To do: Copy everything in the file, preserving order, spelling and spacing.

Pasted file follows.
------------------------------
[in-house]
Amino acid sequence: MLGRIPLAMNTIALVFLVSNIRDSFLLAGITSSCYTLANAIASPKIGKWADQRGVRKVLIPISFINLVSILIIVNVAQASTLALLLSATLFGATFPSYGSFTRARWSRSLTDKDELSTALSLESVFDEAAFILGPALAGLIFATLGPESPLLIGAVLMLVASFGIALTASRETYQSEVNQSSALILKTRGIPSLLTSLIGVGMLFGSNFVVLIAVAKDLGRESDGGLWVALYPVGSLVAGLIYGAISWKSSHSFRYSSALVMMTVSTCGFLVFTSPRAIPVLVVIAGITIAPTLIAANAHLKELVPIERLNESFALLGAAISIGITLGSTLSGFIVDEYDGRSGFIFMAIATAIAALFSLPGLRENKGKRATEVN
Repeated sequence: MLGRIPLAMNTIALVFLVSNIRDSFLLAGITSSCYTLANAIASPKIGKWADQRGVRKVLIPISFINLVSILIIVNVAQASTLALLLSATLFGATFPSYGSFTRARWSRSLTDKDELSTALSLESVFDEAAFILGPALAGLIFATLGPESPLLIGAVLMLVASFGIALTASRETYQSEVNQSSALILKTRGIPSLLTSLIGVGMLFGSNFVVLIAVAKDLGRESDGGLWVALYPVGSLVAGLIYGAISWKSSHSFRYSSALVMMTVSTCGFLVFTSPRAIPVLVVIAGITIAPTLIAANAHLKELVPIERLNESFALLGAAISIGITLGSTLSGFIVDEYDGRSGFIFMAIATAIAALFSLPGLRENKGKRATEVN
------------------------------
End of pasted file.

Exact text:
[in-house]
Amino acid sequence: MLGRIPLAMNTIALVFLVSNIRDSFLLAGITSSCYTLANAIASPKIGKWADQRGVRKVLIPISFINLVSILIIVNVAQASTLALLLSATLFGATFPSYGSFTRARWSRSLTDKDELSTALSLESVFDEAAFILGPALAGLIFATLGPESPLLIGAVLMLVASFGIALTASRETYQSEVNQSSALILKTRGIPSLLTSLIGVGMLFGSNFVVLIAVAKDLGRESDGGLWVALYPVGSLVAGLIYGAISWKSSHSFRYSSALVMMTVSTCGFLVFTSPRAIPVLVVIAGITIAPTLIAANAHLKELVPIERLNESFALLGAAISIGITLGSTLSGFIVDEYDGRSGFIFMAIATAIAALFSLPGLRENKGKRATEVN
Repeated sequence: MLGRIPLAMNTIALVFLVSNIRDSFLLAGITSSCYTLANAIASPKIGKWADQRGVRKVLIPISFINLVSILIIVNVAQASTLALLLSATLFGATFPSYGSFTRARWSRSLTDKDELSTALSLESVFDEAAFILGPALAGLIFATLGPESPLLIGAVLMLVASFGIALTASRETYQSEVNQSSALILKTRGIPSLLTSLIGVGMLFGSNFVVLIAVAKDLGRESDGGLWVALYPVGSLVAGLIYGAISWKSSHSFRYSSALVMMTVSTCGFLVFTSPRAIPVLVVIAGITIAPTLIAANAHLKELVPIERLNESFALLGAAISIGITLGSTLSGFIVDEYDGRSGFIFMAIATAIAALFSLPGLRENKGKRATEVN